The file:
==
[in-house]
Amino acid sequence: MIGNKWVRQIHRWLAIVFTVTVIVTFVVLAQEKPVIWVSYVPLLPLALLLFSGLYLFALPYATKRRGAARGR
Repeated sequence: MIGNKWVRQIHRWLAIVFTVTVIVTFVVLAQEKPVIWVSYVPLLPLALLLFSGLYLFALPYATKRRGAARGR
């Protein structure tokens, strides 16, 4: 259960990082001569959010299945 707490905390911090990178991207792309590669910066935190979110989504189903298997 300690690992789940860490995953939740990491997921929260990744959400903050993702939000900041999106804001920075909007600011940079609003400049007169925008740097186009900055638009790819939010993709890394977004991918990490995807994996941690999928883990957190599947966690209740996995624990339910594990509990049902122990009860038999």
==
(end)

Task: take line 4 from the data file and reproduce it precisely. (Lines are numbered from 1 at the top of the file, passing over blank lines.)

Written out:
């Protein structure tokens, strides 16, 4: 259960990082001569959010299945 707490905390911090990178991207792309590669910066935190979110989504189903298997 300690690992789940860490995953939740990491997921929260990744959400903050993702939000900041999106804001920075909007600011940079609003400049007169925008740097186009900055638009790819939010993709890394977004991918990490995807994996941690999928883990957190599947966690209740996995624990339910594990509990049902122990009860038999």